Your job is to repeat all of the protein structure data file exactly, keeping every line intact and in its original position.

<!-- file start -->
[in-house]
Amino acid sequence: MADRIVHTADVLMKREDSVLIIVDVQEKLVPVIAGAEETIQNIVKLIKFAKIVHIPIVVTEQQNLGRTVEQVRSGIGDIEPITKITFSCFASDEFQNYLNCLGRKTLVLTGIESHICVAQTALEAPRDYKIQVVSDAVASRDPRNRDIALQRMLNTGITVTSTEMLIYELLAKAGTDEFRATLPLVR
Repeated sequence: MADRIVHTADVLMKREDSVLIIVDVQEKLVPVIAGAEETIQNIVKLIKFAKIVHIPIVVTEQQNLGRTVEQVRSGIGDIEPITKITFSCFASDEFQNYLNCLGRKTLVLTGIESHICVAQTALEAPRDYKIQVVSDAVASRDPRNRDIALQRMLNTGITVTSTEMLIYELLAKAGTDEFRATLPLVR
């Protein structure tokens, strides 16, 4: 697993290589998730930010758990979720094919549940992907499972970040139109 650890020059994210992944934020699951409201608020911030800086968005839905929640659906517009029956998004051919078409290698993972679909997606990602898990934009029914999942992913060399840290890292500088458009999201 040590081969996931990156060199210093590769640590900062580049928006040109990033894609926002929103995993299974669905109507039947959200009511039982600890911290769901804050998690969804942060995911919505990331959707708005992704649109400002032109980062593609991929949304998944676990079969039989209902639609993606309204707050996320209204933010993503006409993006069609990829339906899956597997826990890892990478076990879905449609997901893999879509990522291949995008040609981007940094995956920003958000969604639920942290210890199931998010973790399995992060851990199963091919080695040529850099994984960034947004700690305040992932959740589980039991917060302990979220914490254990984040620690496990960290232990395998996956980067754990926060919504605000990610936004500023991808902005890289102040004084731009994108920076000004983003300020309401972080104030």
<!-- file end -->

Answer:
[in-house]
Amino acid sequence: MADRIVHTADVLMKREDSVLIIVDVQEKLVPVIAGAEETIQNIVKLIKFAKIVHIPIVVTEQQNLGRTVEQVRSGIGDIEPITKITFSCFASDEFQNYLNCLGRKTLVLTGIESHICVAQTALEAPRDYKIQVVSDAVASRDPRNRDIALQRMLNTGITVTSTEMLIYELLAKAGTDEFRATLPLVR
Repeated sequence: MADRIVHTADVLMKREDSVLIIVDVQEKLVPVIAGAEETIQNIVKLIKFAKIVHIPIVVTEQQNLGRTVEQVRSGIGDIEPITKITFSCFASDEFQNYLNCLGRKTLVLTGIESHICVAQTALEAPRDYKIQVVSDAVASRDPRNRDIALQRMLNTGITVTSTEMLIYELLAKAGTDEFRATLPLVR
């Protein structure tokens, strides 16, 4: 697993290589998730930010758990979720094919549940992907499972970040139109 650890020059994210992944934020699951409201608020911030800086968005839905929640659906517009029956998004051919078409290698993972679909997606990602898990934009029914999942992913060399840290890292500088458009999201 040590081969996931990156060199210093590769640590900062580049928006040109990033894609926002929103995993299974669905109507039947959200009511039982600890911290769901804050998690969804942060995911919505990331959707708005992704649109400002032109980062593609991929949304998944676990079969039989209902639609993606309204707050996320209204933010993503006409993006069609990829339906899956597997826990890892990478076990879905449609997901893999879509990522291949995008040609981007940094995956920003958000969604639920942290210890199931998010973790399995992060851990199963091919080695040529850099994984960034947004700690305040992932959740589980039991917060302990979220914490254990984040620690496990960290232990395998996956980067754990926060919504605000990610936004500023991808902005890289102040004084731009994108920076000004983003300020309401972080104030």